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Sustainable and functional minimalism

Moving to a smaller apartment left sustainability-minded fashion influencer, Emma Elwin, with less space for her clothes. Elfa’s wire shelves and smart solutions make it possible to use vertical space to maximise the efficiency of the minimalist wardrobe.

By Charlotta Flinkenberg

This is where we live

Emma Elwin is 33 years old and is an Art Director and sustainable fashion influencer. She has a boyfriend and a son, plus two bonus children and a dog. She and her son live in an apartment with 60 sq.m. of living space.

From six wardrobes to one

Emma Elwin’s career as a stylist has included working as a fashion editor at ELLE. The apartment that she moved out of had 130 sq.m. of space, high ceilings and no fewer than six wardrobes. Downsizing to an apartment with half that space meant there was considerably less room for storing clothes.

 “I’ve had to totally rethink my storage needs after moving to a smaller home.”

Thankfully, Emma is a sustainability consultant and able to eye things with a minimalist mindset. But even so it involved a radical change when it came to prioritising what should be given space in the new home.

“There was a large walk-in wardrobe in one of the rooms, but unfortunately that had to be taken out so that my son could have a bedroom,” Emma says with a smile.


Utilising the height of the wardrobe

What did you feel were the biggest challenges when it came to clothes storage? “The limited amount of space, especially the shortage of space for hanging things up. There was a classic walk-in cleaning cupboard that I could use. Although you can step inside, it has 2 square metres of floor space at most. However, it’s lofty, which meant thinking vertically and making full use of the cupboard’s height.” Elfa’s team, headed up by storage expert, Christine Dahlman, advised Emma to go for wire shelving and a door-hung rail with mesh baskets for accessories. “Before the makeover, the cupboard was fitted with solid shelves and a rail for hanging clothes on. Fairly standard for this kind of space. After the transformation, the main difference was the greater focus on shelving and less on hanging space. That was a first for me.”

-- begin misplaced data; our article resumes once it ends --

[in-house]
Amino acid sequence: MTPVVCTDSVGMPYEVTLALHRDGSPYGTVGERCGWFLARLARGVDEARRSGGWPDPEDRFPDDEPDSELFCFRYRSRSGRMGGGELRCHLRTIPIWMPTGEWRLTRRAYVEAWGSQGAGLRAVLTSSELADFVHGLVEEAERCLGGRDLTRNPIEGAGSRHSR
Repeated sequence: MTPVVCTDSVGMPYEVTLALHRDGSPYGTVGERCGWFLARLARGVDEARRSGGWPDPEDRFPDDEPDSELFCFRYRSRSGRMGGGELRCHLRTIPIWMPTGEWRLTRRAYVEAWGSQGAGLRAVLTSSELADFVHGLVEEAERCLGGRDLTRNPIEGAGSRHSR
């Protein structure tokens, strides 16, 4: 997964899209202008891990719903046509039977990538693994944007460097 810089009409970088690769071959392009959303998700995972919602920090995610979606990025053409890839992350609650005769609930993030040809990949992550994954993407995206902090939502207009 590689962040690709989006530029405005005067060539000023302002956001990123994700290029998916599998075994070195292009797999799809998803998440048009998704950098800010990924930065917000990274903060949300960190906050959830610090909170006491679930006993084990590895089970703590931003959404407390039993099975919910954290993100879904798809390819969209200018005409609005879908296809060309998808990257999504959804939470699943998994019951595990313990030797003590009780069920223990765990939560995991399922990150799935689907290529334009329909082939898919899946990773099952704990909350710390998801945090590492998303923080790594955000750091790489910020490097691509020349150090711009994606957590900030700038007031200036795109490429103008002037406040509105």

There was a classic walk-in cleaning cupboard that I could use

How does it feel now you’ve changed to a more shelf-based system for your clothes? “I’m absolutely amazed! I really didn’t think it would be this convenient and efficient. I never used to have so many clothes folded. I like it like this. It looks attractive and is practical, thanks to lots of smart features in Elfa’s system. The shelf dividers definitely help to keep items in place and stop them from toppling over. It’s also easier to find things and see what’s on the shelves, which are transparent, from below. It gives a good overview of contents and creates an open, roomy feel. Being able to choose the depth of shelving also lets you tailor a solution to suit your needs.”

See the Click-in system, top-hung
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The wardrobe was fitted with an L-shaped layout that uses wider shelves on the right with a single rail for hanging items on. A tall, narrow shelving section with a larger rail beneath it was then added. Shoes are placed neatly on mesh shelves furthest down.